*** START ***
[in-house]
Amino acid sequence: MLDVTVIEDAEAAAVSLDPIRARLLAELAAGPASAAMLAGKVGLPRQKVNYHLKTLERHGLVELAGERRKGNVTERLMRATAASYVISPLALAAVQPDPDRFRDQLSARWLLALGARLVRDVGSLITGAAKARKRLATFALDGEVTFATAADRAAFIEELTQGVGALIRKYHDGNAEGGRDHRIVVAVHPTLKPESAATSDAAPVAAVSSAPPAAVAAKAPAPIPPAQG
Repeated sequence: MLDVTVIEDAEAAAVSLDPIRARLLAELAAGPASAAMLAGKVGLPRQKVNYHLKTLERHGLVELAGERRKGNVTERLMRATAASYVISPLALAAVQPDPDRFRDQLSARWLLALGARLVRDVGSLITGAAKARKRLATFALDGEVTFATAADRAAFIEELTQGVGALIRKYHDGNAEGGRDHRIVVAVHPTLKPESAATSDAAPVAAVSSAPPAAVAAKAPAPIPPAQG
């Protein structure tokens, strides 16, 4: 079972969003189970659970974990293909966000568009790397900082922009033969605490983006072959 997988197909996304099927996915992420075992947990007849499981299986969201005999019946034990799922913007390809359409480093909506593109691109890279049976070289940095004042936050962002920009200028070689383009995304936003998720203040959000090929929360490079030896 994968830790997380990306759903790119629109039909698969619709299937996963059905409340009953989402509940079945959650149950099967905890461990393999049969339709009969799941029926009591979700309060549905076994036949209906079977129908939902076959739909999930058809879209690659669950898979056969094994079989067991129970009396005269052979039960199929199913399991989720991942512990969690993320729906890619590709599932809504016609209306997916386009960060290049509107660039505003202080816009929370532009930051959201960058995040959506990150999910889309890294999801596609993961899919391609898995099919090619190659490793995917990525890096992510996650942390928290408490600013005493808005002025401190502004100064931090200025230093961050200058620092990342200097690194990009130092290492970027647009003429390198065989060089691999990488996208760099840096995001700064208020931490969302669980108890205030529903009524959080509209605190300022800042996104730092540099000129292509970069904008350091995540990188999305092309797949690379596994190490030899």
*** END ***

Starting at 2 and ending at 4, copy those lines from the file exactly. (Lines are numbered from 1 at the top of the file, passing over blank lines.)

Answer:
Amino acid sequence: MLDVTVIEDAEAAAVSLDPIRARLLAELAAGPASAAMLAGKVGLPRQKVNYHLKTLERHGLVELAGERRKGNVTERLMRATAASYVISPLALAAVQPDPDRFRDQLSARWLLALGARLVRDVGSLITGAAKARKRLATFALDGEVTFATAADRAAFIEELTQGVGALIRKYHDGNAEGGRDHRIVVAVHPTLKPESAATSDAAPVAAVSSAPPAAVAAKAPAPIPPAQG
Repeated sequence: MLDVTVIEDAEAAAVSLDPIRARLLAELAAGPASAAMLAGKVGLPRQKVNYHLKTLERHGLVELAGERRKGNVTERLMRATAASYVISPLALAAVQPDPDRFRDQLSARWLLALGARLVRDVGSLITGAAKARKRLATFALDGEVTFATAADRAAFIEELTQGVGALIRKYHDGNAEGGRDHRIVVAVHPTLKPESAATSDAAPVAAVSSAPPAAVAAKAPAPIPPAQG
């Protein structure tokens, strides 16, 4: 079972969003189970659970974990293909966000568009790397900082922009033969605490983006072959 997988197909996304099927996915992420075992947990007849499981299986969201005999019946034990799922913007390809359409480093909506593109691109890279049976070289940095004042936050962002920009200028070689383009995304936003998720203040959000090929929360490079030896 994968830790997380990306759903790119629109039909698969619709299937996963059905409340009953989402509940079945959650149950099967905890461990393999049969339709009969799941029926009591979700309060549905076994036949209906079977129908939902076959739909999930058809879209690659669950898979056969094994079989067991129970009396005269052979039960199929199913399991989720991942512990969690993320729906890619590709599932809504016609209306997916386009960060290049509107660039505003202080816009929370532009930051959201960058995040959506990150999910889309890294999801596609993961899919391609898995099919090619190659490793995917990525890096992510996650942390928290408490600013005493808005002025401190502004100064931090200025230093961050200058620092990342200097690194990009130092290492970027647009003429390198065989060089691999990488996208760099840096995001700064208020931490969302669980108890205030529903009524959080509209605190300022800042996104730092540099000129292509970069904008350091995540990188999305092309797949690379596994190490030899």